Clay’s Way by Blair Mastbaum
It’s very rare for me to find a teen novel based in Hawaii that reflects a realistic perspective on racial tension and gay issues in Hawaii, without being culturally generic or watered down. Clays Way by Blair Mastbaum is an honest and gritty depiction of a portion of teen life on Oahu. The story revolves around Sam a pale, skinny, 15 year old, punk-skateboarder who abhors, but at the same time wants to fit into a culture that worships tanned muscular surfers. Sam is an only child and has trouble relating to his bourgeois parents, who try to ignore him as much as possible. One day Sam meets Clay a local surfer at a skate shop and they bond after smoking pot. After a crazy night of drugs and alcohol Sam and Clay hook up. Sam then becomes obsessed with Clay and pursues him with a first loves intensity. However, Clay is not ready to declare he is gay and is torn between being a macho surfer, and admitting that he is in love with Sam. After a Lord of the Flies like experience in the Kauai jungle Clay and Sam have a lover’s spat, which results in Clays almost near self-destruction. The book snowballs into a dramatic ending leaving both Clay and Sam broken, but changed forever.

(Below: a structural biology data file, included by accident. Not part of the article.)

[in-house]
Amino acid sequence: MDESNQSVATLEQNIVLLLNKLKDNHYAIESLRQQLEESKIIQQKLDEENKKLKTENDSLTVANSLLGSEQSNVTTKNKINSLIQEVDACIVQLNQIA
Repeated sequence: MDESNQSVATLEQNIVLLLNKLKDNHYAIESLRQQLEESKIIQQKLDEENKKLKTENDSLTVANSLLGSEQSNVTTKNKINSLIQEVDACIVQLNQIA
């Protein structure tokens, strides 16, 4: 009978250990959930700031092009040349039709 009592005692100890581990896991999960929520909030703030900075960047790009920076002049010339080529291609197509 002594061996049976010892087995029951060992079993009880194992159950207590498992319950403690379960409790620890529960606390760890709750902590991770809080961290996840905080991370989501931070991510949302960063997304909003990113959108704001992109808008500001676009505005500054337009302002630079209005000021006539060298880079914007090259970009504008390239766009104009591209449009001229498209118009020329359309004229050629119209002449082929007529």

At first glance, both Sam and Clay are unlikeable characters because they are self-centered, angry, and destructive. However, one must remember that they are two gay teen boys trying to find themselves in a nihilistic way. (Hence, the reason why they listen to a lot of Punk rock throughout the book.) Based on some on-line reviews I found that people either hated or loved this book. And I agree, that this book is not for everyone and a lot of people may find the teen angst and explicit gay sex scenes extremely raunchy and tiresome. In addition, the characters are not positive role models nor is there any apparent moral to the story. However, upon close inspection this novel reveals a truth about human nature, in that all we really want is to be loved and accepted by others. In addition, non-native readers may have a hard time identifying with the local terminology. Hence, a glossary of terms at the end of the book might have been helpful for non-native readers. Also, librarians may be reluctant to recommend this title to younger teens due to the graphic sex scenes, drugs, and a plethora of swear words. However, this book might be helpful for older teens who are going through an identity crisis or who are dealing with gay issues.
*Just a side note: Mastbaum’s appears on the cover. He’s the one smoking.